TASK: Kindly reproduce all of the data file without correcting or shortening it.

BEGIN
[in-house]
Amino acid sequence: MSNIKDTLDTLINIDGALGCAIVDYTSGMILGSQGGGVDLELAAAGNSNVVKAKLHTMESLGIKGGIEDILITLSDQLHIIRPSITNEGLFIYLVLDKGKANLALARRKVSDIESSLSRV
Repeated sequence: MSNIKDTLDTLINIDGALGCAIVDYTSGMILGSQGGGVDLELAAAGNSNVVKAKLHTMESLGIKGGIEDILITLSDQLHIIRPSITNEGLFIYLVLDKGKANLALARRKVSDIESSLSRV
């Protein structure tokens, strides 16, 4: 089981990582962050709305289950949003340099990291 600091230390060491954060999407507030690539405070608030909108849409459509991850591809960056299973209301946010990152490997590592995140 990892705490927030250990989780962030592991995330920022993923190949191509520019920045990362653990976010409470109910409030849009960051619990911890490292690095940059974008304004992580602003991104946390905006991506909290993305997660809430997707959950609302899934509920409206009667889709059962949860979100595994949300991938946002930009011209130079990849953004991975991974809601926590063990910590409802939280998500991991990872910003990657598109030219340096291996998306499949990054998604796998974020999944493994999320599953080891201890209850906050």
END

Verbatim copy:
[in-house]
Amino acid sequence: MSNIKDTLDTLINIDGALGCAIVDYTSGMILGSQGGGVDLELAAAGNSNVVKAKLHTMESLGIKGGIEDILITLSDQLHIIRPSITNEGLFIYLVLDKGKANLALARRKVSDIESSLSRV
Repeated sequence: MSNIKDTLDTLINIDGALGCAIVDYTSGMILGSQGGGVDLELAAAGNSNVVKAKLHTMESLGIKGGIEDILITLSDQLHIIRPSITNEGLFIYLVLDKGKANLALARRKVSDIESSLSRV
């Protein structure tokens, strides 16, 4: 089981990582962050709305289950949003340099990291 600091230390060491954060999407507030690539405070608030909108849409459509991850591809960056299973209301946010990152490997590592995140 990892705490927030250990989780962030592991995330920022993923190949191509520019920045990362653990976010409470109910409030849009960051619990911890490292690095940059974008304004992580602003991104946390905006991506909290993305997660809430997707959950609302899934509920409206009667889709059962949860979100595994949300991938946002930009011209130079990849953004991975991974809601926590063990910590409802939280998500991991990872910003990657598109030219340096291996998306499949990054998604796998974020999944493994999320599953080891201890209850906050």